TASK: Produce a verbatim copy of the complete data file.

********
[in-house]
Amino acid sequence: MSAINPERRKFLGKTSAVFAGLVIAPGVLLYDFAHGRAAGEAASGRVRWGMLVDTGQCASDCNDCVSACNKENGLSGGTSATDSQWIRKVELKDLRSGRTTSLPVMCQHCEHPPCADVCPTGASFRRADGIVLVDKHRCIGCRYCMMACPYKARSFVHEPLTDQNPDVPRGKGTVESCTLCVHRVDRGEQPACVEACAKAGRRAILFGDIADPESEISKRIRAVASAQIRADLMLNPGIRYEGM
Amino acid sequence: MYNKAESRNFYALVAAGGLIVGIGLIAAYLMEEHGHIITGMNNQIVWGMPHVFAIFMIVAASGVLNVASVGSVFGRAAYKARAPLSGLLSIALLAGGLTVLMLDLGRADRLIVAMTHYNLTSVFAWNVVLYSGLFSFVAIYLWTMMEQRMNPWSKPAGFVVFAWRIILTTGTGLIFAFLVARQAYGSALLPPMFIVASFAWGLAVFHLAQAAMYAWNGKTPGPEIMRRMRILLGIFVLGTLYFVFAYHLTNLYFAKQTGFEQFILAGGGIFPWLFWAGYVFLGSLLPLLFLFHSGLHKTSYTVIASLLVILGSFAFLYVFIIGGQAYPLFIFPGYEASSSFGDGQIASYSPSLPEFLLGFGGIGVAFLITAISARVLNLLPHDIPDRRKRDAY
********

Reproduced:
[in-house]
Amino acid sequence: MSAINPERRKFLGKTSAVFAGLVIAPGVLLYDFAHGRAAGEAASGRVRWGMLVDTGQCASDCNDCVSACNKENGLSGGTSATDSQWIRKVELKDLRSGRTTSLPVMCQHCEHPPCADVCPTGASFRRADGIVLVDKHRCIGCRYCMMACPYKARSFVHEPLTDQNPDVPRGKGTVESCTLCVHRVDRGEQPACVEACAKAGRRAILFGDIADPESEISKRIRAVASAQIRADLMLNPGIRYEGM
Amino acid sequence: MYNKAESRNFYALVAAGGLIVGIGLIAAYLMEEHGHIITGMNNQIVWGMPHVFAIFMIVAASGVLNVASVGSVFGRAAYKARAPLSGLLSIALLAGGLTVLMLDLGRADRLIVAMTHYNLTSVFAWNVVLYSGLFSFVAIYLWTMMEQRMNPWSKPAGFVVFAWRIILTTGTGLIFAFLVARQAYGSALLPPMFIVASFAWGLAVFHLAQAAMYAWNGKTPGPEIMRRMRILLGIFVLGTLYFVFAYHLTNLYFAKQTGFEQFILAGGGIFPWLFWAGYVFLGSLLPLLFLFHSGLHKTSYTVIASLLVILGSFAFLYVFIIGGQAYPLFIFPGYEASSSFGDGQIASYSPSLPEFLLGFGGIGVAFLITAISARVLNLLPHDIPDRRKRDAY